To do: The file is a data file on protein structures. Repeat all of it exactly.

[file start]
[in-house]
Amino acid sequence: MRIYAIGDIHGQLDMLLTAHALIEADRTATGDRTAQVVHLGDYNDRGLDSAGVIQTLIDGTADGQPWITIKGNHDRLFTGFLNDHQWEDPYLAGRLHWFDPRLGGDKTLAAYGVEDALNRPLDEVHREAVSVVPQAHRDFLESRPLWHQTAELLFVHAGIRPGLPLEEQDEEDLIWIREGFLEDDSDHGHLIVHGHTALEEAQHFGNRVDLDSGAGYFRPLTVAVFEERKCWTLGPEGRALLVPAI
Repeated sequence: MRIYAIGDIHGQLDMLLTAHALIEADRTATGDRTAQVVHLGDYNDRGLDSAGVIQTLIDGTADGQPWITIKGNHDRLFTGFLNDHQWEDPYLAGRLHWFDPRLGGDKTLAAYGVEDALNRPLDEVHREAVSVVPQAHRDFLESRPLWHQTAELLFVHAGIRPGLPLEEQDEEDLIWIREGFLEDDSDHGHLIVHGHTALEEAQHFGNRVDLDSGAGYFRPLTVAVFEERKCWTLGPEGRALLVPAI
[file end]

[in-house]
Amino acid sequence: MRIYAIGDIHGQLDMLLTAHALIEADRTATGDRTAQVVHLGDYNDRGLDSAGVIQTLIDGTADGQPWITIKGNHDRLFTGFLNDHQWEDPYLAGRLHWFDPRLGGDKTLAAYGVEDALNRPLDEVHREAVSVVPQAHRDFLESRPLWHQTAELLFVHAGIRPGLPLEEQDEEDLIWIREGFLEDDSDHGHLIVHGHTALEEAQHFGNRVDLDSGAGYFRPLTVAVFEERKCWTLGPEGRALLVPAI
Repeated sequence: MRIYAIGDIHGQLDMLLTAHALIEADRTATGDRTAQVVHLGDYNDRGLDSAGVIQTLIDGTADGQPWITIKGNHDRLFTGFLNDHQWEDPYLAGRLHWFDPRLGGDKTLAAYGVEDALNRPLDEVHREAVSVVPQAHRDFLESRPLWHQTAELLFVHAGIRPGLPLEEQDEEDLIWIREGFLEDDSDHGHLIVHGHTALEEAQHFGNRVDLDSGAGYFRPLTVAVFEERKCWTLGPEGRALLVPAI